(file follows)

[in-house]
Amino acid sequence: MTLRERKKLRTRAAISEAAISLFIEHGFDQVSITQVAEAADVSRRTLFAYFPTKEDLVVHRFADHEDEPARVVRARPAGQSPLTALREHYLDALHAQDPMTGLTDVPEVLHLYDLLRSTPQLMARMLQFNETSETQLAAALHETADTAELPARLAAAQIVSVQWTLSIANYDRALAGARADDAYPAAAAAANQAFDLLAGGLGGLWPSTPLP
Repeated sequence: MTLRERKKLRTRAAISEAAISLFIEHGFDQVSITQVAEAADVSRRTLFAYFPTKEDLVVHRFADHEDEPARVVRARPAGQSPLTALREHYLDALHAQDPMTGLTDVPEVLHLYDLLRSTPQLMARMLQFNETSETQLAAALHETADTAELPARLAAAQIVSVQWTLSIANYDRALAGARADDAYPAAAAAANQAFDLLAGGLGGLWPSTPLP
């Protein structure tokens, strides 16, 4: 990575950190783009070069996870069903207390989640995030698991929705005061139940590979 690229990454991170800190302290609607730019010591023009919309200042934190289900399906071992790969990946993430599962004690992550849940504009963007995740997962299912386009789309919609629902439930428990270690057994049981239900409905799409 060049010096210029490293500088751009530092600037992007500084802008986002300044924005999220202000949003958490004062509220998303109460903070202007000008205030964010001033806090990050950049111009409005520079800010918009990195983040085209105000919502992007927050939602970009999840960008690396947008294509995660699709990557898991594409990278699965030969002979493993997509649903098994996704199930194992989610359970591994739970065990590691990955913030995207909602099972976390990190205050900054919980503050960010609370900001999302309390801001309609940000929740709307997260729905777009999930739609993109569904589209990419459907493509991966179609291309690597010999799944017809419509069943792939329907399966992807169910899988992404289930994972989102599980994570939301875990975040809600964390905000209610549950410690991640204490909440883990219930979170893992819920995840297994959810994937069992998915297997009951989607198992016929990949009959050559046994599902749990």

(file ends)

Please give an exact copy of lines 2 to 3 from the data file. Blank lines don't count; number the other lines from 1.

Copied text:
Amino acid sequence: MTLRERKKLRTRAAISEAAISLFIEHGFDQVSITQVAEAADVSRRTLFAYFPTKEDLVVHRFADHEDEPARVVRARPAGQSPLTALREHYLDALHAQDPMTGLTDVPEVLHLYDLLRSTPQLMARMLQFNETSETQLAAALHETADTAELPARLAAAQIVSVQWTLSIANYDRALAGARADDAYPAAAAAANQAFDLLAGGLGGLWPSTPLP
Repeated sequence: MTLRERKKLRTRAAISEAAISLFIEHGFDQVSITQVAEAADVSRRTLFAYFPTKEDLVVHRFADHEDEPARVVRARPAGQSPLTALREHYLDALHAQDPMTGLTDVPEVLHLYDLLRSTPQLMARMLQFNETSETQLAAALHETADTAELPARLAAAQIVSVQWTLSIANYDRALAGARADDAYPAAAAAANQAFDLLAGGLGGLWPSTPLP